One of the man portable EW systems on display during the conference was the Chemring Solutions Resolve 3 which scans from 1MHz to 3GHz, covering HF, VHF and UHF ranges. Phil Ashworth, a former British Army EW specialist, said that poachers and smugglers and the like are low-tech opponents but they need to communicate. “There are huge distances and we could apply the technology with the rangers, the police, the military. We wouldn’t necessarily change the technology, it’s how you use it. The agencies (SA National Parks, SAPS, SA Army, Special Forces) would understand how they work; how they operate; where they go, what methods of movement are. We would understand what their communications links are.
“If you can track the movement from his communications, from range, then obviously, you’re going to stay ahead, or be abreast of where (for example) that poaching team is.”
When asked what would he do if the opponent – as is often the case – was mixing cellphone, VHF and satellite phones, for example, he said: “If you didn’t know the communications equipment your adversary was using, you would conduct an Electromagnetic Survey, shall we say a scoping of the environment, [analyse] what’s being used, how it’s being used, and then identify who is using it. You’d look for habits of behaviour. You’d relate them geographically on the map, because the system is specifically for intercept, direction finding and position fixing.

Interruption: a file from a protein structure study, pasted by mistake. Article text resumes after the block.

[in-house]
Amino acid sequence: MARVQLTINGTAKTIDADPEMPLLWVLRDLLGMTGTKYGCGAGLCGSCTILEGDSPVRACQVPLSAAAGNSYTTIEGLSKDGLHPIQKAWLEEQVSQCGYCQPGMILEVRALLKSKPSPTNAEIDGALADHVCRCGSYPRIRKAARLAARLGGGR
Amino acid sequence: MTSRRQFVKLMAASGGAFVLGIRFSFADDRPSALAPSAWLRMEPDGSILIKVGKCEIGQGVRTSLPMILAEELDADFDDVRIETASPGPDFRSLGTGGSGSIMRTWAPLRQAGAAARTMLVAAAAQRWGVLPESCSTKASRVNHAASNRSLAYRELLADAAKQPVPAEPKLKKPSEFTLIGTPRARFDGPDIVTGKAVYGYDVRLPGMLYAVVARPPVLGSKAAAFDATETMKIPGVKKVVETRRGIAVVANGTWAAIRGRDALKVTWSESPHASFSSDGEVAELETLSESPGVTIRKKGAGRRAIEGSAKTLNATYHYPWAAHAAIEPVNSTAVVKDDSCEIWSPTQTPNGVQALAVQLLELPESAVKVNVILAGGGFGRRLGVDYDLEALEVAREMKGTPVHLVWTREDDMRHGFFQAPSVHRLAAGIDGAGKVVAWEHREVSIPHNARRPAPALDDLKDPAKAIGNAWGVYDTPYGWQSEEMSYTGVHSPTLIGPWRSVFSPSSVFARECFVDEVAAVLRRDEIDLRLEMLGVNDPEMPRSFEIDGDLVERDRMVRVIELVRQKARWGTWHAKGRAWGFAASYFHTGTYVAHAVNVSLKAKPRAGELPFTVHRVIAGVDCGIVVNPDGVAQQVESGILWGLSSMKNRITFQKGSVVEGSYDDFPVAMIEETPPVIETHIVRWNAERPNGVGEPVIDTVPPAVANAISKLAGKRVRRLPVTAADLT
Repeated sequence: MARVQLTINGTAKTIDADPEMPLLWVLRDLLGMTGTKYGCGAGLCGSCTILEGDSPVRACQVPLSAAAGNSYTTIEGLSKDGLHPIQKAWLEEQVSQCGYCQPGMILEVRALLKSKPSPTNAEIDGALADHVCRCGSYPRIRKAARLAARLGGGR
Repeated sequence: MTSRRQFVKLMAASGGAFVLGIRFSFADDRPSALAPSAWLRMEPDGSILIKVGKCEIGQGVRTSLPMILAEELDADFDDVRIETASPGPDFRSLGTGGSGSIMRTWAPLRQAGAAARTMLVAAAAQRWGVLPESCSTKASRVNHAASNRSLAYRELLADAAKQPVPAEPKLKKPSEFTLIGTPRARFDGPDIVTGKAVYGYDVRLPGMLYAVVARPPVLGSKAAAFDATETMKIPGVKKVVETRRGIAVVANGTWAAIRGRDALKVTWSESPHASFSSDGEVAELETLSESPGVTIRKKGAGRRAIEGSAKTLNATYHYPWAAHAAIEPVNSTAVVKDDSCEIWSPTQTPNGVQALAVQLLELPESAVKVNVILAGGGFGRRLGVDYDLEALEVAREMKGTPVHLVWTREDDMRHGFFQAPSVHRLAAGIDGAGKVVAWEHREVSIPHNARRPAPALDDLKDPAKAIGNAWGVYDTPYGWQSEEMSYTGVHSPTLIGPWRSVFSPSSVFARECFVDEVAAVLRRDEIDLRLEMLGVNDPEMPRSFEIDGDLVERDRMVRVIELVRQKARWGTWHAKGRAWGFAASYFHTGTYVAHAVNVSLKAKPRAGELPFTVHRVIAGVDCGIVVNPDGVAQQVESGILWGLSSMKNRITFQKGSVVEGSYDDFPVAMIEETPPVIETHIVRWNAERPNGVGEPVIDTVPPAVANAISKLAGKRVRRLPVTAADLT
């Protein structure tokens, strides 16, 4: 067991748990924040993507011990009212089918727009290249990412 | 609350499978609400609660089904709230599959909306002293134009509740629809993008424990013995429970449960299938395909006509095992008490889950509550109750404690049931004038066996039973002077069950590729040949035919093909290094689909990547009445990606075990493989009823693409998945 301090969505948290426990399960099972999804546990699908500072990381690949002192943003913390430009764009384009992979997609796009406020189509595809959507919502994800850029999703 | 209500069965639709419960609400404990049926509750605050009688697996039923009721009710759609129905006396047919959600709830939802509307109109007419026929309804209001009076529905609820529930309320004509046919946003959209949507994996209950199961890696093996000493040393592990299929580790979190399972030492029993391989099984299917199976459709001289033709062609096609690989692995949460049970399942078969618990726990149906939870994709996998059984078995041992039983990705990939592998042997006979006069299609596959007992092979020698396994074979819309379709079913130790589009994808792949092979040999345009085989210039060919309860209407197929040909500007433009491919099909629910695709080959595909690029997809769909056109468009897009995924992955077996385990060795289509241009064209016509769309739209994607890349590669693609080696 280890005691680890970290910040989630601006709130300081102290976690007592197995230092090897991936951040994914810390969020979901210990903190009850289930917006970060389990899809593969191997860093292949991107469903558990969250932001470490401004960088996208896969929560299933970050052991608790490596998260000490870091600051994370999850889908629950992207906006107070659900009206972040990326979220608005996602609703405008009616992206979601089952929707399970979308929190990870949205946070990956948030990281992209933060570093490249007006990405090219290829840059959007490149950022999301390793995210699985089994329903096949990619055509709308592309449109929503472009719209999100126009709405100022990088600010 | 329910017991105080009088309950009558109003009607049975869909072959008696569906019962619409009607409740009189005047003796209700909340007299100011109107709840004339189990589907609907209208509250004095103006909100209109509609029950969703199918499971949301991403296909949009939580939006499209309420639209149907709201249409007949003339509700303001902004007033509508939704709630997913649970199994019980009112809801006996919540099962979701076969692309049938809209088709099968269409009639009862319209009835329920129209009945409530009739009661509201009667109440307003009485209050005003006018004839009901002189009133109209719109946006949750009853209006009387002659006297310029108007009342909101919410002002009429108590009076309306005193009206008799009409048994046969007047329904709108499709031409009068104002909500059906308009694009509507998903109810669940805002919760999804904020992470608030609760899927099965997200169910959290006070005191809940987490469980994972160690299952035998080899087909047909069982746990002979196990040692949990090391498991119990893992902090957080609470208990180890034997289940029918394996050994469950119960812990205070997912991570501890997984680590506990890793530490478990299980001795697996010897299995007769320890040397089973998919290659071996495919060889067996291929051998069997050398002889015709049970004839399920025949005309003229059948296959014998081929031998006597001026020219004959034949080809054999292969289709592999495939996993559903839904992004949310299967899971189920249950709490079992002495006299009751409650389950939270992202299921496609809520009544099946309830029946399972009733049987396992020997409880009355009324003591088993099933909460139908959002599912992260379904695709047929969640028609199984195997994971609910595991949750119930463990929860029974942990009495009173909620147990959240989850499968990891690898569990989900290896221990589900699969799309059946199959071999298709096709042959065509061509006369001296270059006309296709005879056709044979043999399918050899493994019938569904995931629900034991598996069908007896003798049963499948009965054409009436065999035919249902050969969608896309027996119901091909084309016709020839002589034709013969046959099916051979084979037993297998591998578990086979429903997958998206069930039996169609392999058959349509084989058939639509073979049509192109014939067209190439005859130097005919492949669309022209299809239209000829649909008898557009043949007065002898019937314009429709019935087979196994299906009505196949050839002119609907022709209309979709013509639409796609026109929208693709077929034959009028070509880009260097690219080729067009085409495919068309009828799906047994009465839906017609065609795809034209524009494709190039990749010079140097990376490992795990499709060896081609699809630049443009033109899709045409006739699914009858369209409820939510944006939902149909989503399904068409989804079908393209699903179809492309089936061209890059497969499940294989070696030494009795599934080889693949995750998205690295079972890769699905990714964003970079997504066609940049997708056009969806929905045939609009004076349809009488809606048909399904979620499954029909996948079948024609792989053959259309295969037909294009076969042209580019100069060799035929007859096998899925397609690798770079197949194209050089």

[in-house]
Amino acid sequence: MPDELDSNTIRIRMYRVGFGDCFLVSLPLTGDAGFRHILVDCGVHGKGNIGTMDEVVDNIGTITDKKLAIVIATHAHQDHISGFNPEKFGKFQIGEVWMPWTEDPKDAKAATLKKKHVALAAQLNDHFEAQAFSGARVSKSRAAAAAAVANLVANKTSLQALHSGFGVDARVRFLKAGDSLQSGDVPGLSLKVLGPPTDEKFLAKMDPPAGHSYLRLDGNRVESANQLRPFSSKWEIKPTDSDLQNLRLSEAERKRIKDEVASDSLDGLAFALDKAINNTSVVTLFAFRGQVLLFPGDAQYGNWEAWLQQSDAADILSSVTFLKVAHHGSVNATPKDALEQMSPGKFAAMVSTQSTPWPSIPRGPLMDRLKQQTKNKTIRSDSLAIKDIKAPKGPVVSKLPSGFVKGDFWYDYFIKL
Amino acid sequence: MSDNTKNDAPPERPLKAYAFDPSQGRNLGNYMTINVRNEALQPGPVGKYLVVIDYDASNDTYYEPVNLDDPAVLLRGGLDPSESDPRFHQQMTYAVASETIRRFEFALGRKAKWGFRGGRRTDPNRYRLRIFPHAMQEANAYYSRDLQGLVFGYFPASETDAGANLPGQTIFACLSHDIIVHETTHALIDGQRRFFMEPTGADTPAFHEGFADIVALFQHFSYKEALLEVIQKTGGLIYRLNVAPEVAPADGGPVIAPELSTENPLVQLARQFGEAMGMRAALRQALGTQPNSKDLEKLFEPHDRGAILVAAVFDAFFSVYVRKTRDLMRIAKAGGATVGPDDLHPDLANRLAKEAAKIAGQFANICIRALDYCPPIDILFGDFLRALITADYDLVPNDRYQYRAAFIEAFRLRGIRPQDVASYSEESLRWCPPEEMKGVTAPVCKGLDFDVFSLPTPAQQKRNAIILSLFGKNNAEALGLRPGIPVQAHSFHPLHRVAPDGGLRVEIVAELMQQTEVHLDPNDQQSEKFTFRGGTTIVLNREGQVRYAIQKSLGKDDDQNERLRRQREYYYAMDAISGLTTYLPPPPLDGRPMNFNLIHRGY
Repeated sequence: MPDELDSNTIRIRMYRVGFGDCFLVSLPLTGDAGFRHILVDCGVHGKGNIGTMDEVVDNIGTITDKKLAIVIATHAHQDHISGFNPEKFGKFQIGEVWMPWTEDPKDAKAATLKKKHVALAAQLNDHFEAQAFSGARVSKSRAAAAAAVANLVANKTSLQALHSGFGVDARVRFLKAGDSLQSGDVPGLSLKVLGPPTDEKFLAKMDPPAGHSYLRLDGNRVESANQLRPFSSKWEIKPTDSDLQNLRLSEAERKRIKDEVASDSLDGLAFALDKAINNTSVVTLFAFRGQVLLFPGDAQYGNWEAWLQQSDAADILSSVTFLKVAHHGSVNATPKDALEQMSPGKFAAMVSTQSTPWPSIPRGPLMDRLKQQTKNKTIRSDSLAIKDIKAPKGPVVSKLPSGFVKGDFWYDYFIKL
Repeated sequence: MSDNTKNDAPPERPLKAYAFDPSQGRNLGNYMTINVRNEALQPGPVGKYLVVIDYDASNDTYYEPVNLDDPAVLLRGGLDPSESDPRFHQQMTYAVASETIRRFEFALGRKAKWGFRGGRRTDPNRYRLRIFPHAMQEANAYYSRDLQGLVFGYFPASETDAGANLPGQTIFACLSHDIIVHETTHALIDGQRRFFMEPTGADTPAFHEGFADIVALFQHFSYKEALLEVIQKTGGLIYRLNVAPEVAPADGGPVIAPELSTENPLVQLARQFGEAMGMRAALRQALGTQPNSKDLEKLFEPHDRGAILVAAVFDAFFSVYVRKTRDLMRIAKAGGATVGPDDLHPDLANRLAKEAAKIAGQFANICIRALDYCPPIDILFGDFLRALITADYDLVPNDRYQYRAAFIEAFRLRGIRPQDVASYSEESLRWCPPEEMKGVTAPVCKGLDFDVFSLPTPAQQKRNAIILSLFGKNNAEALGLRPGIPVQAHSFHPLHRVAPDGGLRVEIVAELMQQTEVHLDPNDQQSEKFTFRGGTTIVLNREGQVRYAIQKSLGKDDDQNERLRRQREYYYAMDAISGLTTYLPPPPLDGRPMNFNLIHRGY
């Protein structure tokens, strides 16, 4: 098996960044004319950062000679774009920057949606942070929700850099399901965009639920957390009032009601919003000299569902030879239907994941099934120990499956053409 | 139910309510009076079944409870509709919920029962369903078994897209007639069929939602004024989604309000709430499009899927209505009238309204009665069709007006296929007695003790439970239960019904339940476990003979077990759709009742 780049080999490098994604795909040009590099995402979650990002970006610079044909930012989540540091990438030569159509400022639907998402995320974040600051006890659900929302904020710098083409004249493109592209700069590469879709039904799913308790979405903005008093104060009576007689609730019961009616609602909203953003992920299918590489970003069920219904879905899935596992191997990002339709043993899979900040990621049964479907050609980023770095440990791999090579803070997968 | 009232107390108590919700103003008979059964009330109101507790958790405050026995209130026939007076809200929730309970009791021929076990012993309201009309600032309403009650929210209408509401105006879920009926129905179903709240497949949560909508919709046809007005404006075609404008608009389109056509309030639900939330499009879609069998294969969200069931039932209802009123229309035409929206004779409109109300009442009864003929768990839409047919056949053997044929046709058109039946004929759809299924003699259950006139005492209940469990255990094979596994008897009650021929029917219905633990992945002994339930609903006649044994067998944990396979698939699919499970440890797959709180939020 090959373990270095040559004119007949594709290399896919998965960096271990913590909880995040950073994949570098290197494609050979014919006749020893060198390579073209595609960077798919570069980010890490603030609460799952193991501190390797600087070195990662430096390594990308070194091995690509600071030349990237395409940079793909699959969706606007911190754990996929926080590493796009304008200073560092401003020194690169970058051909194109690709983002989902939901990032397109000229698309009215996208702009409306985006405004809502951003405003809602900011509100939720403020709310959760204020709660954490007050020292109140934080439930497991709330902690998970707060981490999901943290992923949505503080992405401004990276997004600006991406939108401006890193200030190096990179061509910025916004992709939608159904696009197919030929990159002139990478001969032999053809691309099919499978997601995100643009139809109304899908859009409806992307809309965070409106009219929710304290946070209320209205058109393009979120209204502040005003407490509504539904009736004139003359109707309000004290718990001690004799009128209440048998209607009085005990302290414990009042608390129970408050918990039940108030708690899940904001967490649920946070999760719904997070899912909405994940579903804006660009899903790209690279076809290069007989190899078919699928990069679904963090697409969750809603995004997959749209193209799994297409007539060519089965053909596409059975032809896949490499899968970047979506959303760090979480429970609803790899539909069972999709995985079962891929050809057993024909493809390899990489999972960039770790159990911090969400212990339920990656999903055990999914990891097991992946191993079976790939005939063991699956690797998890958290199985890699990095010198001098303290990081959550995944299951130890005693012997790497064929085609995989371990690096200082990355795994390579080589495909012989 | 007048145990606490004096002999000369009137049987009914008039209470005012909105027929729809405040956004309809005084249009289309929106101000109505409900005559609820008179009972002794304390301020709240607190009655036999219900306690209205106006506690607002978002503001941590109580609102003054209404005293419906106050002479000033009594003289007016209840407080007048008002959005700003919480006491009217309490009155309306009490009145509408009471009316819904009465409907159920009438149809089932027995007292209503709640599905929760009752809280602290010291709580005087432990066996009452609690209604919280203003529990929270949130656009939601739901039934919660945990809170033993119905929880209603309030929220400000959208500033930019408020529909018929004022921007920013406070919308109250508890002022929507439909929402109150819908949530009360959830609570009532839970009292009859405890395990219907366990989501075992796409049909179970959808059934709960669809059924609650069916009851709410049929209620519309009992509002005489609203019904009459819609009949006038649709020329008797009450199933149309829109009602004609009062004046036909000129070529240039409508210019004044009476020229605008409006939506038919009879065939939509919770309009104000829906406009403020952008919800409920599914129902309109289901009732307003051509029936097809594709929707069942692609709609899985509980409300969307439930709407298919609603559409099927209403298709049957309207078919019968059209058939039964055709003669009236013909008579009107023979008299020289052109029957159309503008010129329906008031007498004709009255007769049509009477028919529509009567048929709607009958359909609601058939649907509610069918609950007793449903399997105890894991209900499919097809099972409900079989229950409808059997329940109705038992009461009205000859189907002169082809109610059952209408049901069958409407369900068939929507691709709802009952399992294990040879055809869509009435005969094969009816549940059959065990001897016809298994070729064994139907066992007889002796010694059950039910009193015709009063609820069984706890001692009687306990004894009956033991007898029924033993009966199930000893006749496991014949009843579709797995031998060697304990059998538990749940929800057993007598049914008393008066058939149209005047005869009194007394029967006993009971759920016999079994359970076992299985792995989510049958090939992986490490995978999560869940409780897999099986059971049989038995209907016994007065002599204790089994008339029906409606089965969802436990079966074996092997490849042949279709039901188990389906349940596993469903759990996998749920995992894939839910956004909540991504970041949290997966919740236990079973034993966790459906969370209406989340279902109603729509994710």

“You’re looking for pockets of radioactivity. But you’re also looking for linkages in pockets of radioactivity. You’re looking for network establishment, and network behaviours. So you’re trying to build up those patterns.
“So if you’re seeing a cluster of very low-powered, unlicensed radio communications systems, and in that mix, you’re also seeing satellite communications with links elsewhere, or cellular communications or HF communications, then you can start to very quickly to build that pattern and you can analyse that network infrastructure so you can understand what’s being used and who it’s being used by.
“Once you’ve done that, you can begin to target and exploit the specific communications being used by that adversary. Then you start looking at the patterns of life within that organisation: What is he saying, how he is operating. That’s the type of picture you’re building up. Nowadays that’s very often done on behalf of the operational and the tactical commander.
“You monitor communications in order to apply an effect. That could simply be that you get a lot of intelligence out of it, don’t do anything to him, just listen and take all that intelligence. But you might want to close that network down because what you might want to do is cause disruption. The effect you might want to do is take out the command node.
“Alternatively, what you might want to do is interdict a particular operation. You could be applying a jammer, so they can’t communicate, in which case you’re applying a non-lethal effect, and you’re not actually hurting anybody. Or you might want to insert an interdiction team; a police team or a Special Forces team to go in and snatch the individuals or you might ultimately, in a war fighting situation, apply a deliberate military effect.”